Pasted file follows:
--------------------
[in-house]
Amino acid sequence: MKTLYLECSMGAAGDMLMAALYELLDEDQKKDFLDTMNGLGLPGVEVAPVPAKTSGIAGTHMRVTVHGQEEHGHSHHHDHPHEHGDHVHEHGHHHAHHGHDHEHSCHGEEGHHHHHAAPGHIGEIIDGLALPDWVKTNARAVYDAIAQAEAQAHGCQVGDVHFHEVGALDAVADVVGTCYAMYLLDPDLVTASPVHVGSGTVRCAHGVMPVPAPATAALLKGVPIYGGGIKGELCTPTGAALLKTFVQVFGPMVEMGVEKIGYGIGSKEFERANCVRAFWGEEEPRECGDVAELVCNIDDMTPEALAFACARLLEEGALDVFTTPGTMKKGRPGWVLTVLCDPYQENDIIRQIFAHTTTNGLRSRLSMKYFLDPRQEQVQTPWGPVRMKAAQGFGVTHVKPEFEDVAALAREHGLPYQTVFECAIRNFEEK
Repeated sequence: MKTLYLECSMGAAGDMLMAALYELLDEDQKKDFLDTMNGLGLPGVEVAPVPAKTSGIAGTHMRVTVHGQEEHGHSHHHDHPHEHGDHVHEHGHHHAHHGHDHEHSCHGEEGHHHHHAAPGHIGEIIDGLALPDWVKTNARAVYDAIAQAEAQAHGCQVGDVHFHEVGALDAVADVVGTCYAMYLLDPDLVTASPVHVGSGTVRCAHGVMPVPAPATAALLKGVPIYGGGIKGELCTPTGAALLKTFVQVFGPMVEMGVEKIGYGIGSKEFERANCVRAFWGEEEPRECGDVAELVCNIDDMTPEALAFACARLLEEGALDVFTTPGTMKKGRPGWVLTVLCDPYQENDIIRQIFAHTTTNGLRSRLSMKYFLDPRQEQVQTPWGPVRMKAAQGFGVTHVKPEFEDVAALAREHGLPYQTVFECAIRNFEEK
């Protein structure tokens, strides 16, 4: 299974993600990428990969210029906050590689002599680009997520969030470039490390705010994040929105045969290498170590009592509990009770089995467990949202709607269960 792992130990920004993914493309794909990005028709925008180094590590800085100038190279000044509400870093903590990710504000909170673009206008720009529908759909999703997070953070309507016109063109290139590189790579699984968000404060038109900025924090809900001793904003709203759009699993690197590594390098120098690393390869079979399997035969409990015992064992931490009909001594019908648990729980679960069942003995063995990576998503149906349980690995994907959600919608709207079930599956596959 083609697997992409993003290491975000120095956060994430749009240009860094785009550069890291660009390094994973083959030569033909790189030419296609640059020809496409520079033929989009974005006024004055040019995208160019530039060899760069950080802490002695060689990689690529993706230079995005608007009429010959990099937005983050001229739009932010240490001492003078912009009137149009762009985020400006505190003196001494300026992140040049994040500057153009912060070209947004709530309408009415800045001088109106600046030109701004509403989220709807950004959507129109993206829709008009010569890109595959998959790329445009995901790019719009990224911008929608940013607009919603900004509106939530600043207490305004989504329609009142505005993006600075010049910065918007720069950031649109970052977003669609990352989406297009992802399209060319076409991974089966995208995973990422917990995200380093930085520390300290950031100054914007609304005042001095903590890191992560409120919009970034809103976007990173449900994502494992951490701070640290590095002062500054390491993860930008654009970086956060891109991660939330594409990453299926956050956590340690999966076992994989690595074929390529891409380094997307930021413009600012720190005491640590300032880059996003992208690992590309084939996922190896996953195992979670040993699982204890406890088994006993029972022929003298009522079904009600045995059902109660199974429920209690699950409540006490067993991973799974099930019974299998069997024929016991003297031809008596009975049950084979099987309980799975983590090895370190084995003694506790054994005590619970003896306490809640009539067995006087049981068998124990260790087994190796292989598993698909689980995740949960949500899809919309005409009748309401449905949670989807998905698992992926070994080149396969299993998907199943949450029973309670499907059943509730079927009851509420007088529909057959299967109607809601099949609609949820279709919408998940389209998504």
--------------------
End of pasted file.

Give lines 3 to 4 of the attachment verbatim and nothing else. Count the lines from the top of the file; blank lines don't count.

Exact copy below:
Repeated sequence: MKTLYLECSMGAAGDMLMAALYELLDEDQKKDFLDTMNGLGLPGVEVAPVPAKTSGIAGTHMRVTVHGQEEHGHSHHHDHPHEHGDHVHEHGHHHAHHGHDHEHSCHGEEGHHHHHAAPGHIGEIIDGLALPDWVKTNARAVYDAIAQAEAQAHGCQVGDVHFHEVGALDAVADVVGTCYAMYLLDPDLVTASPVHVGSGTVRCAHGVMPVPAPATAALLKGVPIYGGGIKGELCTPTGAALLKTFVQVFGPMVEMGVEKIGYGIGSKEFERANCVRAFWGEEEPRECGDVAELVCNIDDMTPEALAFACARLLEEGALDVFTTPGTMKKGRPGWVLTVLCDPYQENDIIRQIFAHTTTNGLRSRLSMKYFLDPRQEQVQTPWGPVRMKAAQGFGVTHVKPEFEDVAALAREHGLPYQTVFECAIRNFEEK
């Protein structure tokens, strides 16, 4: 299974993600990428990969210029906050590689002599680009997520969030470039490390705010994040929105045969290498170590009592509990009770089995467990949202709607269960 792992130990920004993914493309794909990005028709925008180094590590800085100038190279000044509400870093903590990710504000909170673009206008720009529908759909999703997070953070309507016109063109290139590189790579699984968000404060038109900025924090809900001793904003709203759009699993690197590594390098120098690393390869079979399997035969409990015992064992931490009909001594019908648990729980679960069942003995063995990576998503149906349980690995994907959600919608709207079930599956596959 083609697997992409993003290491975000120095956060994430749009240009860094785009550069890291660009390094994973083959030569033909790189030419296609640059020809496409520079033929989009974005006024004055040019995208160019530039060899760069950080802490002695060689990689690529993706230079995005608007009429010959990099937005983050001229739009932010240490001492003078912009009137149009762009985020400006505190003196001494300026992140040049994040500057153009912060070209947004709530309408009415800045001088109106600046030109701004509403989220709807950004959507129109993206829709008009010569890109595959998959790329445009995901790019719009990224911008929608940013607009919603900004509106939530600043207490305004989504329609009142505005993006600075010049910065918007720069950031649109970052977003669609990352989406297009992802399209060319076409991974089966995208995973990422917990995200380093930085520390300290950031100054914007609304005042001095903590890191992560409120919009970034809103976007990173449900994502494992951490701070640290590095002062500054390491993860930008654009970086956060891109991660939330594409990453299926956050956590340690999966076992994989690595074929390529891409380094997307930021413009600012720190005491640590300032880059996003992208690992590309084939996922190896996953195992979670040993699982204890406890088994006993029972022929003298009522079904009600045995059902109660199974429920209690699950409540006490067993991973799974099930019974299998069997024929016991003297031809008596009975049950084979099987309980799975983590090895370190084995003694506790054994005590619970003896306490809640009539067995006087049981068998124990260790087994190796292989598993698909689980995740949960949500899809919309005409009748309401449905949670989807998905698992992926070994080149396969299993998907199943949450029973309670499907059943509730079927009851509420007088529909057959299967109607809601099949609609949820279709919408998940389209998504």